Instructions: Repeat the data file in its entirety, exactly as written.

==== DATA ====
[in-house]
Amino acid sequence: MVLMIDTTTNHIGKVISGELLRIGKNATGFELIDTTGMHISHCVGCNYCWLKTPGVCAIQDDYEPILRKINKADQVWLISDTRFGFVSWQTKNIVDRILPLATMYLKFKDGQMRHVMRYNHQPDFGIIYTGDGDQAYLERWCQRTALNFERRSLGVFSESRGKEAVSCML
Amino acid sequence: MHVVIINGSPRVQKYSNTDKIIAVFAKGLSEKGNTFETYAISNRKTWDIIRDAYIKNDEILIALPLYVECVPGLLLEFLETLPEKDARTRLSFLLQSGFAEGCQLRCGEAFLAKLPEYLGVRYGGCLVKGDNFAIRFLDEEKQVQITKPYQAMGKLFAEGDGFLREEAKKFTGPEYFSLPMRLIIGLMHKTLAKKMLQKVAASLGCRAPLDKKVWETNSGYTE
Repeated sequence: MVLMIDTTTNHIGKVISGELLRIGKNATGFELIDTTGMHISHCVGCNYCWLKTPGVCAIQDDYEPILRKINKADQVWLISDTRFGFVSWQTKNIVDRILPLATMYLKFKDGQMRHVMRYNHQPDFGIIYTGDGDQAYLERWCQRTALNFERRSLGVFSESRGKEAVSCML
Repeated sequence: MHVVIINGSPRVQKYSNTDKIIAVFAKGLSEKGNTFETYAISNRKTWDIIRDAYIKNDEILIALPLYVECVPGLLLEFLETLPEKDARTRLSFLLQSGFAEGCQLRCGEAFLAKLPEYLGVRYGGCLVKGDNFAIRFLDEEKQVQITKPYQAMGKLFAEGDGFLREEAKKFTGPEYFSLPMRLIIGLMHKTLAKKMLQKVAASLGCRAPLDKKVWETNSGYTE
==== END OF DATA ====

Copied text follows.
[in-house]
Amino acid sequence: MVLMIDTTTNHIGKVISGELLRIGKNATGFELIDTTGMHISHCVGCNYCWLKTPGVCAIQDDYEPILRKINKADQVWLISDTRFGFVSWQTKNIVDRILPLATMYLKFKDGQMRHVMRYNHQPDFGIIYTGDGDQAYLERWCQRTALNFERRSLGVFSESRGKEAVSCML
Amino acid sequence: MHVVIINGSPRVQKYSNTDKIIAVFAKGLSEKGNTFETYAISNRKTWDIIRDAYIKNDEILIALPLYVECVPGLLLEFLETLPEKDARTRLSFLLQSGFAEGCQLRCGEAFLAKLPEYLGVRYGGCLVKGDNFAIRFLDEEKQVQITKPYQAMGKLFAEGDGFLREEAKKFTGPEYFSLPMRLIIGLMHKTLAKKMLQKVAASLGCRAPLDKKVWETNSGYTE
Repeated sequence: MVLMIDTTTNHIGKVISGELLRIGKNATGFELIDTTGMHISHCVGCNYCWLKTPGVCAIQDDYEPILRKINKADQVWLISDTRFGFVSWQTKNIVDRILPLATMYLKFKDGQMRHVMRYNHQPDFGIIYTGDGDQAYLERWCQRTALNFERRSLGVFSESRGKEAVSCML
Repeated sequence: MHVVIINGSPRVQKYSNTDKIIAVFAKGLSEKGNTFETYAISNRKTWDIIRDAYIKNDEILIALPLYVECVPGLLLEFLETLPEKDARTRLSFLLQSGFAEGCQLRCGEAFLAKLPEYLGVRYGGCLVKGDNFAIRFLDEEKQVQITKPYQAMGKLFAEGDGFLREEAKKFTGPEYFSLPMRLIIGLMHKTLAKKMLQKVAASLGCRAPLDKKVWETNSGYTE